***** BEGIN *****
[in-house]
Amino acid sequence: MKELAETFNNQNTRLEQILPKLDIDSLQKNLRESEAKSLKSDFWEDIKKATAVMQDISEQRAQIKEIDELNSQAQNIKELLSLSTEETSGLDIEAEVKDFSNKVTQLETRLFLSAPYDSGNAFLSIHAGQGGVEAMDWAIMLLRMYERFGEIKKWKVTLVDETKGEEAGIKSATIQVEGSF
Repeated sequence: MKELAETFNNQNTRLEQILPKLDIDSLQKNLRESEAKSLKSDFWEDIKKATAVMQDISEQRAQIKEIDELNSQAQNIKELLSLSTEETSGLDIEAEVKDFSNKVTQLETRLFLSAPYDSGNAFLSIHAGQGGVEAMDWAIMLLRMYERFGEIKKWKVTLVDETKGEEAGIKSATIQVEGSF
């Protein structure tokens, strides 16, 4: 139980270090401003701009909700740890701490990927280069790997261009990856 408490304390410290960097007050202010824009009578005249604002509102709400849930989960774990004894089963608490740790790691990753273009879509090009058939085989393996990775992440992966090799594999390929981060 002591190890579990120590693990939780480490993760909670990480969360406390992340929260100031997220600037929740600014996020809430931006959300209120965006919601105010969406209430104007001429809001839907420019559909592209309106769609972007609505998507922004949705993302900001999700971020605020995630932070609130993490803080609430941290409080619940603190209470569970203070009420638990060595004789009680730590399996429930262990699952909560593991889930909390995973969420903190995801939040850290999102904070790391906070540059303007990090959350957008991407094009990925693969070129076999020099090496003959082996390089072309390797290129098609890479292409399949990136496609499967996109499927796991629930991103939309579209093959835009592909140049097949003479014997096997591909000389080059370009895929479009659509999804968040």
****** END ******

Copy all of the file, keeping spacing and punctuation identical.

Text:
[in-house]
Amino acid sequence: MKELAETFNNQNTRLEQILPKLDIDSLQKNLRESEAKSLKSDFWEDIKKATAVMQDISEQRAQIKEIDELNSQAQNIKELLSLSTEETSGLDIEAEVKDFSNKVTQLETRLFLSAPYDSGNAFLSIHAGQGGVEAMDWAIMLLRMYERFGEIKKWKVTLVDETKGEEAGIKSATIQVEGSF
Repeated sequence: MKELAETFNNQNTRLEQILPKLDIDSLQKNLRESEAKSLKSDFWEDIKKATAVMQDISEQRAQIKEIDELNSQAQNIKELLSLSTEETSGLDIEAEVKDFSNKVTQLETRLFLSAPYDSGNAFLSIHAGQGGVEAMDWAIMLLRMYERFGEIKKWKVTLVDETKGEEAGIKSATIQVEGSF
């Protein structure tokens, strides 16, 4: 139980270090401003701009909700740890701490990927280069790997261009990856 408490304390410290960097007050202010824009009578005249604002509102709400849930989960774990004894089963608490740790790691990753273009879509090009058939085989393996990775992440992966090799594999390929981060 002591190890579990120590693990939780480490993760909670990480969360406390992340929260100031997220600037929740600014996020809430931006959300209120965006919601105010969406209430104007001429809001839907420019559909592209309106769609972007609505998507922004949705993302900001999700971020605020995630932070609130993490803080609430941290409080619940603190209470569970203070009420638990060595004789009680730590399996429930262990699952909560593991889930909390995973969420903190995801939040850290999102904070790391906070540059303007990090959350957008991407094009990925693969070129076999020099090496003959082996390089072309390797290129098609890479292409399949990136496609499967996109499927796991629930991103939309579209093959835009592909140049097949003479014997096997591909000389080059370009895929479009659509999804968040």